It's bad enough the president is letting the perpetrators and the architects of torture go free without so much as a limp wristed slap, he's also moved to squelch any further discussion of it.
That's not change I can believe in. It's more of the same. If you want change Mr. President, you need a backbone first. Here's a primer from former governor Jesse Ventura:
"It's a good thing I'm not president," Ventura said. "I would prosecute every person involved in that torture. I would prosecute the people that did it. I would prosecute the people that ordered it. Because torture is against the law."
If you want to show us change, hire Ventura as an independent prosecutor. That would be a change.
Or as the Huffington Post puts it, more waterboarding Appalachia's mountains:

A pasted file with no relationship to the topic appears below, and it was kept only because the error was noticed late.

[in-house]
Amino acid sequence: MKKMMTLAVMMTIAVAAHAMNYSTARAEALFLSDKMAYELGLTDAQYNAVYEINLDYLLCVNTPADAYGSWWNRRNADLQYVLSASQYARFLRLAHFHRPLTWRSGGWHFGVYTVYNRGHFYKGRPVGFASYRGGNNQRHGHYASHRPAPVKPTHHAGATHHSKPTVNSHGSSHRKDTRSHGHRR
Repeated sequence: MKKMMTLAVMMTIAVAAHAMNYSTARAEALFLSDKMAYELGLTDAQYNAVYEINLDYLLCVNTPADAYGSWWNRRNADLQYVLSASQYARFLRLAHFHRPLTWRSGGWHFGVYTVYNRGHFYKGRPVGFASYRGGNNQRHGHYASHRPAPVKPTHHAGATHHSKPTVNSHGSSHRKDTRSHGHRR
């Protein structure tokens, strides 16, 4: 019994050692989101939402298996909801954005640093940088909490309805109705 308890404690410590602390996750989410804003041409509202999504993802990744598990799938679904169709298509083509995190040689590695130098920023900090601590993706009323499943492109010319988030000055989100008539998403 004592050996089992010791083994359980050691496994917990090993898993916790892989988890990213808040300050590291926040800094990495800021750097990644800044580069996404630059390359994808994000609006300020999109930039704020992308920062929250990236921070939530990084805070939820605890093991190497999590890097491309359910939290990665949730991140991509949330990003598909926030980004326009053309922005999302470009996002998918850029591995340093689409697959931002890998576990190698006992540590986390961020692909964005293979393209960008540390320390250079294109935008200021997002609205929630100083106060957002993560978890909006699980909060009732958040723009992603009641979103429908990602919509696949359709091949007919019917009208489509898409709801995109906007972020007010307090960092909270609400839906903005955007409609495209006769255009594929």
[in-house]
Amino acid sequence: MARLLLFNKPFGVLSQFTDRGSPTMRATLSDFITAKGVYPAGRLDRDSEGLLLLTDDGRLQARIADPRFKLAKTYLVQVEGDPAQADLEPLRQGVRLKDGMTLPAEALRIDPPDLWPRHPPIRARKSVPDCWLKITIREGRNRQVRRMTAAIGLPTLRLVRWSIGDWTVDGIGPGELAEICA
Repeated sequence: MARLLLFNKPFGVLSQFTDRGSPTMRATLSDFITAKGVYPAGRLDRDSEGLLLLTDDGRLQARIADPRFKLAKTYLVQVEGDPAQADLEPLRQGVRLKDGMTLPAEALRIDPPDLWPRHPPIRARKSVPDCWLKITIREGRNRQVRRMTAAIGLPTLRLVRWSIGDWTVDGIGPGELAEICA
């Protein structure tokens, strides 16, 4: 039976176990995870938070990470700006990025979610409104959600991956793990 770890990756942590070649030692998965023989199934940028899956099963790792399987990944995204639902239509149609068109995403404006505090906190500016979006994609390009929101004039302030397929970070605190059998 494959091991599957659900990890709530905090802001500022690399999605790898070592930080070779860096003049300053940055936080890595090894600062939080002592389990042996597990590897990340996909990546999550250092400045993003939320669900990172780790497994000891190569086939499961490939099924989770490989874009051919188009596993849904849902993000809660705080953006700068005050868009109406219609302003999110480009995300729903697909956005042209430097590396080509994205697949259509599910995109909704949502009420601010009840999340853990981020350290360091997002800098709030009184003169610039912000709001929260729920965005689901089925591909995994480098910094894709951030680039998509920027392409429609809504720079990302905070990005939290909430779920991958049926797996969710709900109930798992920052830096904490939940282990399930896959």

Read that line again: Have 42 out of 48 permits for mountaintop removal -- the process of blowing up our nation's oldest and most diverse mountains, razing historic communities, poisoning watersheds, and causing massive erosion and flooding, which Vice President Al Gore has termed "a crime, and ought to be treated as a crime" -- cleared as "environmentally responsible" by the Obama administration's EPA?
Since President Barack Obama has taken office, an estimated 300 million pounds of ammonium nitrate/fuel oil explosives have been detonated across our American mountains.
In effect: Residents in the mountaintop removal areas have been subjected to a kind of waterboarding environmental policies.